The violent clashes between Sudan’s military and its main paramilitary forces has repeatedly made headlines this week amid the American government’s efforts to evacuate embassy personnel from the East African nation.
About 70 U.S. embassy staff were transported out of the country this past weekend via helicopter and in lock step, the U.S. government issued a warning for thousands of private citizens stranded in the war-torn country: There would be no similar evacuation available for them.
Amid the chaos, security experts from Global Rescue, a security, medical evacuation, and travel risk management services company, stepped in to coordinate its own extraction of American travelers, who found themselves suddenly stranded in Sudan.
As street fighting in the country worsened and the airport remained under attack, former Navy SEALs and other special forces veterans employed by Global Rescue assisted with and coordinated the escape of several American travelers who were on a fishing trip in the Red Sea near the Port of Sudan. The group fled Sudan via a 600-mile route along the Red Sea and into Egypt.
“We successfully extracted multiple western tourists from the region, who were initially reluctant to leave,” Harding Bush, former Navy SEAL and the senior manager of security operations for Global Rescue, explained.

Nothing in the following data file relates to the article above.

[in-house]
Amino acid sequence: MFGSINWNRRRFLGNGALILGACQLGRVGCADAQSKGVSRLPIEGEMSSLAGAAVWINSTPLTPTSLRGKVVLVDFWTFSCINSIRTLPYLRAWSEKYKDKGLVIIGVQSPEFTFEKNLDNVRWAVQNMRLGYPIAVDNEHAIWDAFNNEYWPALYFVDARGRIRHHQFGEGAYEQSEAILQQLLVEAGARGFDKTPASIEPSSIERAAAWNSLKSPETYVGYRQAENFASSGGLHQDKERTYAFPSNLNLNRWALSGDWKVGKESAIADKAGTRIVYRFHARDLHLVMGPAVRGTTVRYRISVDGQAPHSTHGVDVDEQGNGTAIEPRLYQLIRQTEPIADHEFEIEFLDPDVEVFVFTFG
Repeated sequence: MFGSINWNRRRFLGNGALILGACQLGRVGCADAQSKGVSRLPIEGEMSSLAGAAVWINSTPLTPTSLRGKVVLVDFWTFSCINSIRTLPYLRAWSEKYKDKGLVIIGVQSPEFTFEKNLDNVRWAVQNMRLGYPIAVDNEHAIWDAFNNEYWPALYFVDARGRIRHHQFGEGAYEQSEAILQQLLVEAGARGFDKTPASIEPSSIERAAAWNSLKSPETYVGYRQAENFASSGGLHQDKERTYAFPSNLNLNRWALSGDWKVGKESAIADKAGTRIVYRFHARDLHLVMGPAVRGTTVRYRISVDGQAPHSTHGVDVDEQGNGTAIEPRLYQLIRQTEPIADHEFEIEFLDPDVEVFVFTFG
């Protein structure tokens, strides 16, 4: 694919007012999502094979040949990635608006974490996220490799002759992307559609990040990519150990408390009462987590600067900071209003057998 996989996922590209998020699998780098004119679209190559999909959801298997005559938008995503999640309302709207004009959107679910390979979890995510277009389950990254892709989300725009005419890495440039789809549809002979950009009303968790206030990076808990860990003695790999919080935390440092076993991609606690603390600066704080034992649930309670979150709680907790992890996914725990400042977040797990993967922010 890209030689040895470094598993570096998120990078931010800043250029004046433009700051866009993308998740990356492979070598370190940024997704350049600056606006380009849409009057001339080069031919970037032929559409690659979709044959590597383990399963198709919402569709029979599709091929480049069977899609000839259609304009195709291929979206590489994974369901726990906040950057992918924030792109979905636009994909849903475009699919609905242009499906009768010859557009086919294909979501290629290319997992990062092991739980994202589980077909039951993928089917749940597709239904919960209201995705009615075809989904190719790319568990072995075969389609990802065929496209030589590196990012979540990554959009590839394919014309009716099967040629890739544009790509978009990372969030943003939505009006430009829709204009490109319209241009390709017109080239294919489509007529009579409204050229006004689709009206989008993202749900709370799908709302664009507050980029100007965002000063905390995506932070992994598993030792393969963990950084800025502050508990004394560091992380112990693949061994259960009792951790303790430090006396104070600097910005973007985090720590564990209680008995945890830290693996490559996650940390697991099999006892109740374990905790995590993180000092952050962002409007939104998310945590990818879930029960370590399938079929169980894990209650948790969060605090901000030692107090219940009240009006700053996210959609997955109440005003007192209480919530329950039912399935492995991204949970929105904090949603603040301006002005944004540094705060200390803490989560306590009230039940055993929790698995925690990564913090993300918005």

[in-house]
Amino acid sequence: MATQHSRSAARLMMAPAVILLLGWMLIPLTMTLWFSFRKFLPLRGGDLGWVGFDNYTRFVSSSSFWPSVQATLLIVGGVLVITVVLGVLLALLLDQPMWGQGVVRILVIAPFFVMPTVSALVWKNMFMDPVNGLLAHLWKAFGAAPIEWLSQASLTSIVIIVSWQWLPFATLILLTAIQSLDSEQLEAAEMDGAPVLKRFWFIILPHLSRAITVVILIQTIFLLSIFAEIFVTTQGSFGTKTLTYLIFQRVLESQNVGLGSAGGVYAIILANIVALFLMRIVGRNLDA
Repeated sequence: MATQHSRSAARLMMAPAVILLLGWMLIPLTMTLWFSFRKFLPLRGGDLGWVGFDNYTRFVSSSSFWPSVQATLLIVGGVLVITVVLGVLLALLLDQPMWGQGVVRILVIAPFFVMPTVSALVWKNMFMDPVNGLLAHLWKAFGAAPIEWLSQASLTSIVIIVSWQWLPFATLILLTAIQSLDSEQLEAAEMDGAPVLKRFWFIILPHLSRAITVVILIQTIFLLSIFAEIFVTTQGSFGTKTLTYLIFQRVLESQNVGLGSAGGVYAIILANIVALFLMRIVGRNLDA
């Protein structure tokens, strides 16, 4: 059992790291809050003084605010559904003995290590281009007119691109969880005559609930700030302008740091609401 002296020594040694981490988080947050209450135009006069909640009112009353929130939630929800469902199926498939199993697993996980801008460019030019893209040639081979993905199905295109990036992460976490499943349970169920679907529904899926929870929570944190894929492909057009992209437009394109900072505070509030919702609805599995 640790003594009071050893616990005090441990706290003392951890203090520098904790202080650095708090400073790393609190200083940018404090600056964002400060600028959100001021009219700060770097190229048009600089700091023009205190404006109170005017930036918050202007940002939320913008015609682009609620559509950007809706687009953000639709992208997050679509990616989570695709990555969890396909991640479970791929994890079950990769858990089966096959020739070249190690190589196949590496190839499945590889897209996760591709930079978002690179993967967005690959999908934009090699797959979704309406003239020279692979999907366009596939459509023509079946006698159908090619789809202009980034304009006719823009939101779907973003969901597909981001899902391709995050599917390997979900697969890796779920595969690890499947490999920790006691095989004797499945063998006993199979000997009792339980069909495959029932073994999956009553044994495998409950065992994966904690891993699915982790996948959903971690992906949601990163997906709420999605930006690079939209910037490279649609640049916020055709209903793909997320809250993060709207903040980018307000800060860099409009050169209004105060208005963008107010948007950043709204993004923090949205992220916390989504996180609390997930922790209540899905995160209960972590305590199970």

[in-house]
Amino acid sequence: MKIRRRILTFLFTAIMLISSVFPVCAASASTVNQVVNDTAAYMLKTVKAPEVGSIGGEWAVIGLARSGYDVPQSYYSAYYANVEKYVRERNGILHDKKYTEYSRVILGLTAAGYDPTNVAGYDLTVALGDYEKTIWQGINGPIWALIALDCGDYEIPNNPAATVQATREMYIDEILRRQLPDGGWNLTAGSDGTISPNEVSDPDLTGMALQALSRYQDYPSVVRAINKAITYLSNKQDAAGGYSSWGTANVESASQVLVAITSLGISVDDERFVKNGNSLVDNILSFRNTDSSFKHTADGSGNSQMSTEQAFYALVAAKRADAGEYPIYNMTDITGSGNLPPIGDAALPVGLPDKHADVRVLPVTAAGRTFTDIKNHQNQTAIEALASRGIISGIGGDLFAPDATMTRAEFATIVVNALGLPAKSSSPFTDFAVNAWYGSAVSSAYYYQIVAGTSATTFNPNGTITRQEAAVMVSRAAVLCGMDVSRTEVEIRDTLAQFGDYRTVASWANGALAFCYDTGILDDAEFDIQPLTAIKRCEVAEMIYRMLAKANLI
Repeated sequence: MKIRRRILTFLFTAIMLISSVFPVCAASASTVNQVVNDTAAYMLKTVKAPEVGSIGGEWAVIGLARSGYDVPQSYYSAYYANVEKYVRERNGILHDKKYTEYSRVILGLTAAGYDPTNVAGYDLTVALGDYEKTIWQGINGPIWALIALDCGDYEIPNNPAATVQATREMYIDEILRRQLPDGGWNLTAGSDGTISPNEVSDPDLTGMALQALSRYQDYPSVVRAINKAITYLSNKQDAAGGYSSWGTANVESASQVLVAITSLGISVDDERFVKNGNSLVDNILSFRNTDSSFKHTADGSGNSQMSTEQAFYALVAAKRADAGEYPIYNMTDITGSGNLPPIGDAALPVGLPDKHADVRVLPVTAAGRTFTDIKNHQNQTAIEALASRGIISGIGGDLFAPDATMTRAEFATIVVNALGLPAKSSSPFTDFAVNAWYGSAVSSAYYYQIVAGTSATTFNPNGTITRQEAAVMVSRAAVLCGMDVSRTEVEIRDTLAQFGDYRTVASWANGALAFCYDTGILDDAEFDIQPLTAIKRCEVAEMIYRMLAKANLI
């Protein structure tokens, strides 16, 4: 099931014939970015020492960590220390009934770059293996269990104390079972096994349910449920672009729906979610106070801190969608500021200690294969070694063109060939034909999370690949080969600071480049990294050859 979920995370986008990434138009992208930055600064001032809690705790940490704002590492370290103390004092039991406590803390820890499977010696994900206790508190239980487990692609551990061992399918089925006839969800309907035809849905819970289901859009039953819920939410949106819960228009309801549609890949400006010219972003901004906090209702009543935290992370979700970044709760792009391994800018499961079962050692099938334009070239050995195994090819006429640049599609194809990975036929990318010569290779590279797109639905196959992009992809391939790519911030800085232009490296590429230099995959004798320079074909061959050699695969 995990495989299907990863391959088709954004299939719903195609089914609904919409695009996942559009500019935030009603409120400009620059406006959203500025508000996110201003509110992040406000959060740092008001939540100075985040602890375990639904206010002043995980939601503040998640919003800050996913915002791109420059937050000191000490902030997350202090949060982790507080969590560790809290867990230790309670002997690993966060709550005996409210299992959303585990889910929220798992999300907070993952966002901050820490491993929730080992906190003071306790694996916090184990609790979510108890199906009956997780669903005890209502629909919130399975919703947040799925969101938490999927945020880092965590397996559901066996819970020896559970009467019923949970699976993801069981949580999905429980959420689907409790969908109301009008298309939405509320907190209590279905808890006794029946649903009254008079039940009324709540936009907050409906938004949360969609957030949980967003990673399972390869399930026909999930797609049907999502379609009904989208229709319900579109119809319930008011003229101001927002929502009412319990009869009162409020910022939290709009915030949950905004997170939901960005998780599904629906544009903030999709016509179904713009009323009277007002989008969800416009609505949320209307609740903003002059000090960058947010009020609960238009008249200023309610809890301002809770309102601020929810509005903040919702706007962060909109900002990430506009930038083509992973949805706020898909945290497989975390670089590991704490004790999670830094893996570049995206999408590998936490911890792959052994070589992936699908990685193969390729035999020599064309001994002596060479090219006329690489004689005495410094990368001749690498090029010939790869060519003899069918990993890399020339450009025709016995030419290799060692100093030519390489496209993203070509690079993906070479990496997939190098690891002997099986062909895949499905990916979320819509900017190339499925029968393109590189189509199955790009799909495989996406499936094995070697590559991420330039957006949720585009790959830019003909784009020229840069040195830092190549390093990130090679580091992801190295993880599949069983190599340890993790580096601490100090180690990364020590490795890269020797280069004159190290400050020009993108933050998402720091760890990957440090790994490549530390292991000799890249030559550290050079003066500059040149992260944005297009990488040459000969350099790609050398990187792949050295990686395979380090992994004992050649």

Both business and leisure travelers in the country were suddenly trapped when widespread fighting between the two warring factions in Sudan worsened and quickly spread to the country’s capital city and its airport, shutting down all flights.
In addition to the 600-mile Red Sea escape to Egypt that Global Rescue coordinated for a small group of travelers, Bush and his team are continuing to provide extensive logistic, rescue, extraction, and advisory services for other people who remain trapped in areas where fighting is taking place.
“The two rival Sudanese armies are driving the country toward a full-blown civil war. Sudan and adjacent regions are unpredictable and potentially more dangerous,” said Dan Richards, CEO of Global Rescue and a member of the U.S. Travel and Tourism Advisory Board at the U.S. Department of Commerce. “While the U.S. and European embassies are evacuating staff, American and European business and leisure travelers are at tremendous risk of being left behind, if they do not have access to professional assistance.”
Sudan is merely the most recent example of a situation in which travelers find themselves suddenly in need of evacuation. Russia’s invasion of Ukraine last year is another instance where it was important for travelers to have emergency evacuation plans in place.
With these sorts of crisis situations making news, here are five tips from Global Rescue for travelers who may be planning trips to potentially unstable destinations or who find themselves on the ground amid local unrest.
Understand the destination you’re visiting
Bush’s first tip for those planning international travel is to adequately familiarize yourself with the place you’re considering visiting.
“These things don’t happen in the more conventional countries like France or Japan. They happen in the developing world,” says Bush. “You need to do pre-travel research. You may not just be going fishing in the Red Sea. You may be fishing off the coast of Sudan, where there may be a war going on. It’s important to know this kind of information in advance.”